Alaska LNG backers tout environmental benefits
Adopting similar arguments advanced by other potential exporters of natural gas to Asia, backers of the 20mn mt/yr Alaska LNG project released a report October 7 detailing the “significant environmental and climate benefits” the project would achieve.
“Alaska has some of the world’s strictest environmental laws, and Alaska natural gas should be a key component of any realistic energy roadmap to a cleaner climate,” Alaska governor Mike Dunleavy said. “This report documents the substantial climate benefits that clean-burning Alaska natural gas has for our environment here at home and around the world.”
The report, prepared for the Alaska Gasline Development Corporation (AGDC) by an independent team of third-party air quality, environmental and energy experts, documents how exports by Alaska LNG would cut annual CO2emissions by a representative Asian regional coal supply chain by some 77mn metric tons, a reduction of about 50%.
GHG emissions from the Asian coal supply chain would reach nearly 160mn mt of CO2-equivalent (mtCO2-e)/year, the report said; emissions from the Alaska LNG supply chain would be less than 80mn mtCO2-e/year.
“The world is increasingly focused on the climate impact of new high-volume, reliable energy projects,” AGDC president Frank Richards said. “This timely assessment uses respected and transparent methodologies to quantify the value of replacing high-emissions energy sources in foreign markets with low-emissions Alaska LNG.”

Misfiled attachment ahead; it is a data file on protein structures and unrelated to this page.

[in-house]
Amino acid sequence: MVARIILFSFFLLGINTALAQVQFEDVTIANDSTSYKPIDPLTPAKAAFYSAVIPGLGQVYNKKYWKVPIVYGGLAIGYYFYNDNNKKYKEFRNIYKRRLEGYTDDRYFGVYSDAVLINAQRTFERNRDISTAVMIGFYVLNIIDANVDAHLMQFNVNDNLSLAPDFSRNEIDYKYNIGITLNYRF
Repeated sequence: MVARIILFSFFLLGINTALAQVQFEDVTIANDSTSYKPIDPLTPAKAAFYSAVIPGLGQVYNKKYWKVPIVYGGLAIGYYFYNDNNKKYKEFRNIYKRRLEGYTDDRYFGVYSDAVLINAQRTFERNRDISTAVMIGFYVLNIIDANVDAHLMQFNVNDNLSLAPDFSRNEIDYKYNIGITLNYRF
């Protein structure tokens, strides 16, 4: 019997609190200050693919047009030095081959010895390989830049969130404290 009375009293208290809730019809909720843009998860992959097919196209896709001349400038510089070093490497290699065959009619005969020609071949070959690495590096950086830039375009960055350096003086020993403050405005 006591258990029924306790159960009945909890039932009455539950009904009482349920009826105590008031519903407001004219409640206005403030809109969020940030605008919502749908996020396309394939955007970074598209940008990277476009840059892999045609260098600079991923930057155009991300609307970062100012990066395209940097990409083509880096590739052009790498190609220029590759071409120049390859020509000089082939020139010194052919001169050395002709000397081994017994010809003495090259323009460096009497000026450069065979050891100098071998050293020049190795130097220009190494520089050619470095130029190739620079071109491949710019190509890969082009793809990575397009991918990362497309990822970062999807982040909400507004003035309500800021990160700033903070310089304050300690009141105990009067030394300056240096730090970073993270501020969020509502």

The report also compares expected emissions from Alaska LNG to comparable facilities in Louisiana (a representative liquefaction of Appalachian shale gas shipped from New Orleans and exports from Cheniere Energy’s Sabine Pass terminal) and Australia (representative liquefaction of conventional gas shipped from Darwin) that have also undergone similar lifecycle analyses of emissions. Emissions intensities were measured based on LNG delivered to and regasified in Shanghai, China.
New Orleans to Shanghai yielded an emissions intensity of 1.92 metric tons of CO2-equivalent (mtCO2-e)/metric ton of LNG (mtLNG). Darwin to Shanghai yielded an intensity of 1.8 mtCO2-e/mtLNG, while a Sabine Pass cargo yielded an intensity of 1.19 mtCO2-e/mtLNG. The Alaska LNG intensity, however, was 0.88 mtCO2-e/mtLNG for LNG liquefied at the terminal on Alaska’s Kenai Peninsula and delivered to Asian regas terminals.
“Alaska LNG’s relative emissions efficiencies reflect Alaska’s close proximity to target Asian markets, which reduce round-trip shipping times by about a month, efficiencies resulting from shared facilities for North Slope oil production, the utilisation of a single pipeline and compressor system, and fewer gathering and boosting emissions required by the North Slope’s compact production footprint,” AGDC said.